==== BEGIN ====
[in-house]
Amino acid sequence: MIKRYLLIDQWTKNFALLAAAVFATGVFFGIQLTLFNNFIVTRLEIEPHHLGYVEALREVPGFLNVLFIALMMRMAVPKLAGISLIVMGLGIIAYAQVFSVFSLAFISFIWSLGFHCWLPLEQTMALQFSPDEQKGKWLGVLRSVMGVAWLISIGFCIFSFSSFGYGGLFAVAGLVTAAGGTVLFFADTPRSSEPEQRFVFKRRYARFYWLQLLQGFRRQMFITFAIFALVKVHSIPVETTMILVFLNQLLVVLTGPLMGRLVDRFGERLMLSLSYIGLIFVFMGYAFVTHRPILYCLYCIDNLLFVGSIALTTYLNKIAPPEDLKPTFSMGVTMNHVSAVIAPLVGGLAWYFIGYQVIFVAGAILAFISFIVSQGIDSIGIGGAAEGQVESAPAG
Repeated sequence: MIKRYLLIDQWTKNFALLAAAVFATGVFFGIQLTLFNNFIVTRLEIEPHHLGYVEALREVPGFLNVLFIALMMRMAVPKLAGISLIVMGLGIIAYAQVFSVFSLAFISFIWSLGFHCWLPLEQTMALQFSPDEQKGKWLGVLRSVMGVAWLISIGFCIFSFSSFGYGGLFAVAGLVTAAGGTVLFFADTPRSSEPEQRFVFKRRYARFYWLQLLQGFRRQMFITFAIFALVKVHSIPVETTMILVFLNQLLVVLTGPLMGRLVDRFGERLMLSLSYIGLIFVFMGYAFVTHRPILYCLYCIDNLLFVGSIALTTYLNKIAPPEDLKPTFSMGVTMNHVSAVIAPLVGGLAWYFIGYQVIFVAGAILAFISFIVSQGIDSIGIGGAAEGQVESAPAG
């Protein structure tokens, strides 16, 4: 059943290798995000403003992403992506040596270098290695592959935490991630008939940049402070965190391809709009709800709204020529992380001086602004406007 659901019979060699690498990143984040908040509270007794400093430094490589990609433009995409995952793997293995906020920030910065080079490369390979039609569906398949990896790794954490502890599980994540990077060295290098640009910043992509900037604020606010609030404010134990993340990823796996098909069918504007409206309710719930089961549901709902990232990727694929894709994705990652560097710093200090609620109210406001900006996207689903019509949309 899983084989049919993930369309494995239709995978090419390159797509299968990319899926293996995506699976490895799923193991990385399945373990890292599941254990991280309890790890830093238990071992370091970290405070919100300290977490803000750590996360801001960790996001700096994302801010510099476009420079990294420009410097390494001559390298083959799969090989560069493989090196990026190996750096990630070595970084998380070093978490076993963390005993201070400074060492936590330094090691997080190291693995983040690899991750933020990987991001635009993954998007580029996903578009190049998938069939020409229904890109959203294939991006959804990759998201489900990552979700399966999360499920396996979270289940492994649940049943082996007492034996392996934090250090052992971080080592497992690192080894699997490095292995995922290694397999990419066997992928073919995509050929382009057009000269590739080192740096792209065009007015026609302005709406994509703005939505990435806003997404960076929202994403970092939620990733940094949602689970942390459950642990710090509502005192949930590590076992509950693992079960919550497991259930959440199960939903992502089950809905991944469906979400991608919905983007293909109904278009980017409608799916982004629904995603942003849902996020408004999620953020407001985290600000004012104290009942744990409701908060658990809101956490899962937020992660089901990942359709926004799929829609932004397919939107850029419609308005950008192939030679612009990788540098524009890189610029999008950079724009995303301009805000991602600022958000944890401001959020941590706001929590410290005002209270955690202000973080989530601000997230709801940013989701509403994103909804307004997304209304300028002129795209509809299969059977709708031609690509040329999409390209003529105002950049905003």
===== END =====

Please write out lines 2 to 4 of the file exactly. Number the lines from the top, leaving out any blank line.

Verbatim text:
Amino acid sequence: MIKRYLLIDQWTKNFALLAAAVFATGVFFGIQLTLFNNFIVTRLEIEPHHLGYVEALREVPGFLNVLFIALMMRMAVPKLAGISLIVMGLGIIAYAQVFSVFSLAFISFIWSLGFHCWLPLEQTMALQFSPDEQKGKWLGVLRSVMGVAWLISIGFCIFSFSSFGYGGLFAVAGLVTAAGGTVLFFADTPRSSEPEQRFVFKRRYARFYWLQLLQGFRRQMFITFAIFALVKVHSIPVETTMILVFLNQLLVVLTGPLMGRLVDRFGERLMLSLSYIGLIFVFMGYAFVTHRPILYCLYCIDNLLFVGSIALTTYLNKIAPPEDLKPTFSMGVTMNHVSAVIAPLVGGLAWYFIGYQVIFVAGAILAFISFIVSQGIDSIGIGGAAEGQVESAPAG
Repeated sequence: MIKRYLLIDQWTKNFALLAAAVFATGVFFGIQLTLFNNFIVTRLEIEPHHLGYVEALREVPGFLNVLFIALMMRMAVPKLAGISLIVMGLGIIAYAQVFSVFSLAFISFIWSLGFHCWLPLEQTMALQFSPDEQKGKWLGVLRSVMGVAWLISIGFCIFSFSSFGYGGLFAVAGLVTAAGGTVLFFADTPRSSEPEQRFVFKRRYARFYWLQLLQGFRRQMFITFAIFALVKVHSIPVETTMILVFLNQLLVVLTGPLMGRLVDRFGERLMLSLSYIGLIFVFMGYAFVTHRPILYCLYCIDNLLFVGSIALTTYLNKIAPPEDLKPTFSMGVTMNHVSAVIAPLVGGLAWYFIGYQVIFVAGAILAFISFIVSQGIDSIGIGGAAEGQVESAPAG
């Protein structure tokens, strides 16, 4: 059943290798995000403003992403992506040596270098290695592959935490991630008939940049402070965190391809709009709800709204020529992380001086602004406007 659901019979060699690498990143984040908040509270007794400093430094490589990609433009995409995952793997293995906020920030910065080079490369390979039609569906398949990896790794954490502890599980994540990077060295290098640009910043992509900037604020606010609030404010134990993340990823796996098909069918504007409206309710719930089961549901709902990232990727694929894709994705990652560097710093200090609620109210406001900006996207689903019509949309 899983084989049919993930369309494995239709995978090419390159797509299968990319899926293996995506699976490895799923193991990385399945373990890292599941254990991280309890790890830093238990071992370091970290405070919100300290977490803000750590996360801001960790996001700096994302801010510099476009420079990294420009410097390494001559390298083959799969090989560069493989090196990026190996750096990630070595970084998380070093978490076993963390005993201070400074060492936590330094090691997080190291693995983040690899991750933020990987991001635009993954998007580029996903578009190049998938069939020409229904890109959203294939991006959804990759998201489900990552979700399966999360499920396996979270289940492994649940049943082996007492034996392996934090250090052992971080080592497992690192080894699997490095292995995922290694397999990419066997992928073919995509050929382009057009000269590739080192740096792209065009007015026609302005709406994509703005939505990435806003997404960076929202994403970092939620990733940094949602689970942390459950642990710090509502005192949930590590076992509950693992079960919550497991259930959440199960939903992502089950809905991944469906979400991608919905983007293909109904278009980017409608799916982004629904995603942003849902996020408004999620953020407001985290600000004012104290009942744990409701908060658990809101956490899962937020992660089901990942359709926004799929829609932004397919939107850029419609308005950008192939030679612009990788540098524009890189610029999008950079724009995303301009805000991602600022958000944890401001959020941590706001929590410290005002209270955690202000973080989530601000997230709801940013989701509403994103909804307004997304209304300028002129795209509809299969059977709708031609690509040329999409390209003529105002950049905003």